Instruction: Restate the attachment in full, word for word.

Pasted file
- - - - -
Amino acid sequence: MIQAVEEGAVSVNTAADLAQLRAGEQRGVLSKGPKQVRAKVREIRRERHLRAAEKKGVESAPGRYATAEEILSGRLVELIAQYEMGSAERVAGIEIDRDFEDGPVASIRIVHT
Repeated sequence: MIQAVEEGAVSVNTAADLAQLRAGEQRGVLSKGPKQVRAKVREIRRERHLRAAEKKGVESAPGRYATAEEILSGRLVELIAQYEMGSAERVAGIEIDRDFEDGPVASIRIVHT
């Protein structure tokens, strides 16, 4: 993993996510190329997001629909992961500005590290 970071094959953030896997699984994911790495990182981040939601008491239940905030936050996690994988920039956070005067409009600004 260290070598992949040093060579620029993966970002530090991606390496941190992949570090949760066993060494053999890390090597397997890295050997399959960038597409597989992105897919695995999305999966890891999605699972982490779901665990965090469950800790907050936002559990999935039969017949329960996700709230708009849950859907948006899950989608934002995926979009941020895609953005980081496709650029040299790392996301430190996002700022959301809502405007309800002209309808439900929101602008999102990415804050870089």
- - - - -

Amino acid sequence: MIQAVEEGAVSVNTAADLAQLRAGEQRGVLSKGPKQVRAKVREIRRERHLRAAEKKGVESAPGRYATAEEILSGRLVELIAQYEMGSAERVAGIEIDRDFEDGPVASIRIVHT
Repeated sequence: MIQAVEEGAVSVNTAADLAQLRAGEQRGVLSKGPKQVRAKVREIRRERHLRAAEKKGVESAPGRYATAEEILSGRLVELIAQYEMGSAERVAGIEIDRDFEDGPVASIRIVHT
């Protein structure tokens, strides 16, 4: 993993996510190329997001629909992961500005590290 970071094959953030896997699984994911790495990182981040939601008491239940905030936050996690994988920039956070005067409009600004 260290070598992949040093060579620029993966970002530090991606390496941190992949570090949760066993060494053999890390090597397997890295050997399959960038597409597989992105897919695995999305999966890891999605699972982490779901665990965090469950800790907050936002559990999935039969017949329960996700709230708009849950859907948006899950989608934002995926979009941020895609953005980081496709650029040299790392996301430190996002700022959301809502405007309800002209309808439900929101602008999102990415804050870089």